Police have strongly condemned the use of illegal snares after a family’s beloved pet cat died an agonising death entangled in wire.
Nine-year-old Emily Oakden was distraught after her 18-month-old pet Skittles was discovered cowering beneath a tractor at the family farm in Dunbog in severe pain.
Her dad James rushed the cat to the vet still caught up in the wire but he died a week later of horrific internal injuries.
“Emily had had Skittles since he was six weeks old and he was a much-loved pet,” said James.
“I found him under a trailer one morning, so he’d obviously managed to drag himself back to the farm despite being in terrible discomfort.
“I managed to lift him still entangled in the snare but despite a week’s hospitalisation the vet couldn’t save him.
“It is a horrible, cruel practice and so unnecessary. Emily is still very distressed about the incident.”
Mr Oakden – who was faced with a vets’ bill of £1000 – took the snare to the police, but because Skittles had dragged himself back to the farm, they were unable to identify where the snare had been laid or by whom.
PC Lindsay Kerr, Fife’s wildlife and environmental crime co-ordinator, said: “Police Scotland want to take this opportunity to highlight the dangers of illegal and irresponsible trapping and snaring in the countryside.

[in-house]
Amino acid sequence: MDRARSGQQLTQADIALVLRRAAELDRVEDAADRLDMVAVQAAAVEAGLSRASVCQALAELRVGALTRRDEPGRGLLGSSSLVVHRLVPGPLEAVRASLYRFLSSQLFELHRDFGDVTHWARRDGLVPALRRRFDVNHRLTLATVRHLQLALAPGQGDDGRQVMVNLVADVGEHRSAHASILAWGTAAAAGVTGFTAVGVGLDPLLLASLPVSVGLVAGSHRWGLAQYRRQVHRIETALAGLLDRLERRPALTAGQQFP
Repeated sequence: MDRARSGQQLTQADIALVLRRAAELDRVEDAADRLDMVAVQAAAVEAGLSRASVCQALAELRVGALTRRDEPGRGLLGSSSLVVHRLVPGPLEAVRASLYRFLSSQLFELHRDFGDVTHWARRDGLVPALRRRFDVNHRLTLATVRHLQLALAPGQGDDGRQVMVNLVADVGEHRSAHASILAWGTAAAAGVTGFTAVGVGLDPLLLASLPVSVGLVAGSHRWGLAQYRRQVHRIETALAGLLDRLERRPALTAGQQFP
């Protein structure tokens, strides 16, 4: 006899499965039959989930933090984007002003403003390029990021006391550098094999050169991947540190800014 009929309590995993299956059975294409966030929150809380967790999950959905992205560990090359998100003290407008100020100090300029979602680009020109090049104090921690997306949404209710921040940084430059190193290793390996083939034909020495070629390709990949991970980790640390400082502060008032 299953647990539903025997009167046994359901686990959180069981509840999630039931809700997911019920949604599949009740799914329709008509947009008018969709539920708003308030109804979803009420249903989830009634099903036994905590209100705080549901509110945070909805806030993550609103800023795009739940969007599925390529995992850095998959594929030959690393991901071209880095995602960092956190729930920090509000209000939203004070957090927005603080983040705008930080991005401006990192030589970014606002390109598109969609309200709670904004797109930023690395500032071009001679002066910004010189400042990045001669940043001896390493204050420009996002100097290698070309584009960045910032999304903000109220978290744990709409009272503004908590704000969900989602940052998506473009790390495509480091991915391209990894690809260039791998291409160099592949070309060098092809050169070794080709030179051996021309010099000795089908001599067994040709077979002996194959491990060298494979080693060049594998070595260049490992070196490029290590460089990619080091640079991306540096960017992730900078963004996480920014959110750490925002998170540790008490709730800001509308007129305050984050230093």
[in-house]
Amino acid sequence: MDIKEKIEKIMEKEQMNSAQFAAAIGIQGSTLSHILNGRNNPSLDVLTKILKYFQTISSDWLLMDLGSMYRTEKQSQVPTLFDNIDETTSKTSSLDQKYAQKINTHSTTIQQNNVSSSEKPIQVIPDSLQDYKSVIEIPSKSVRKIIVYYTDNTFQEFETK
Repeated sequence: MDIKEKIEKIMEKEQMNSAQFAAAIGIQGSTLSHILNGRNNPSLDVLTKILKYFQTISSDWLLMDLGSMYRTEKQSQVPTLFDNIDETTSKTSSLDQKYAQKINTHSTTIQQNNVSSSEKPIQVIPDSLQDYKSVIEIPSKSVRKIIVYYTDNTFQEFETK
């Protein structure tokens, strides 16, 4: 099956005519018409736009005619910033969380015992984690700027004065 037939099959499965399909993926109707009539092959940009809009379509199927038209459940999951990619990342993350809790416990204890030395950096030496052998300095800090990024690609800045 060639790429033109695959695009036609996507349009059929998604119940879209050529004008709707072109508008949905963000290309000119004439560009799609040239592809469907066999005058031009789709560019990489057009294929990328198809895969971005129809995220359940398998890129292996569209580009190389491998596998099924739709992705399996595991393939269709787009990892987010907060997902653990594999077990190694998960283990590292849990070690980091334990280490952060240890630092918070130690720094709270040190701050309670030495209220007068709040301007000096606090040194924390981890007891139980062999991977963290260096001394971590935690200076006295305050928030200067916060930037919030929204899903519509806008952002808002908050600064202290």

“Snaring in Scotland is necessary to ensure that damage to crops, livestock, trees, game and other wildlife and their habitats can be reduced to an acceptable level to maintain Scotland’s unique rural biodiversity.
“Snaring is a vital tool to achieve these ends, because of the diverse landscape and types of cover. Snaring is legal but is subject to many restrictions.
“When conducted in accordance with the law and with the practitioners’ guide, snaring is an effective and humane form of control.
“Elmwood College, Cupar, which is one of Scotland’s Rural Colleges, runs excellent courses on land management and gamekeeping, which include detailed lessons on trapping and snaring.
“Anyone interested in this area of land management should consult one of the many expert organisations in Scotland such as the British Association for Shooting and Conservation (BASC).”
Kenny Willmitt, development officer for the BASC, explained it is the responsibility of the practitioner to ensure the methods they use are legal, humane and carried out in accordance with best practice and with respect for other countryside users.
He said all those using snares legally in Scotland must have sat and passed an accreditation course.
“Obviously, the person who set this snare had not been trained and was therefore acting illegally, and irresponsibly,” commented Mr Willmitt.
Meanwhile, the Scottish SPCA has called for an outright ban on snaring.
Following a previous incident, in which a cat died a ‘prolonged and horrendous death’ the charity’s chief superintendant Mike Flynn said: “It’s not at all uncommon for domestic animals, as well as wildlife, to be caught in snares, which are indiscriminate and cruel. While snaring continues, suffering will continue.”